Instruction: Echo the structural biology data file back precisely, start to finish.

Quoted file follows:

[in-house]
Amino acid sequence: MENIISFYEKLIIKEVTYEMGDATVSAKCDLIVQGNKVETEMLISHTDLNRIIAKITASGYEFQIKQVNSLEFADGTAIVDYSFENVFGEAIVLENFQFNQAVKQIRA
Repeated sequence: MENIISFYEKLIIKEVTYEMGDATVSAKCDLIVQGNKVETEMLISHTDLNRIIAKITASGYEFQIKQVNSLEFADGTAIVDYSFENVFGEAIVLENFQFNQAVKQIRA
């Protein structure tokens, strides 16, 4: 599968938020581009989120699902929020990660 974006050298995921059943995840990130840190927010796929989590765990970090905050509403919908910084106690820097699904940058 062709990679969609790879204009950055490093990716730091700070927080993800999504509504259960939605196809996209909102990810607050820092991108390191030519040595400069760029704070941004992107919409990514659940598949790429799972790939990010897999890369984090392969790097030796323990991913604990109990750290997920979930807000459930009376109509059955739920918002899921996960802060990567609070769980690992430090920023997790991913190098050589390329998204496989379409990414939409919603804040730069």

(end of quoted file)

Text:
[in-house]
Amino acid sequence: MENIISFYEKLIIKEVTYEMGDATVSAKCDLIVQGNKVETEMLISHTDLNRIIAKITASGYEFQIKQVNSLEFADGTAIVDYSFENVFGEAIVLENFQFNQAVKQIRA
Repeated sequence: MENIISFYEKLIIKEVTYEMGDATVSAKCDLIVQGNKVETEMLISHTDLNRIIAKITASGYEFQIKQVNSLEFADGTAIVDYSFENVFGEAIVLENFQFNQAVKQIRA
């Protein structure tokens, strides 16, 4: 599968938020581009989120699902929020990660 974006050298995921059943995840990130840190927010796929989590765990970090905050509403919908910084106690820097699904940058 062709990679969609790879204009950055490093990716730091700070927080993800999504509504259960939605196809996209909102990810607050820092991108390191030519040595400069760029704070941004992107919409990514659940598949790429799972790939990010897999890369984090392969790097030796323990991913604990109990750290997920979930807000459930009376109509059955739920918002899921996960802060990567609070769980690992430090920023997790991913190098050589390329998204496989379409990414939409919603804040730069």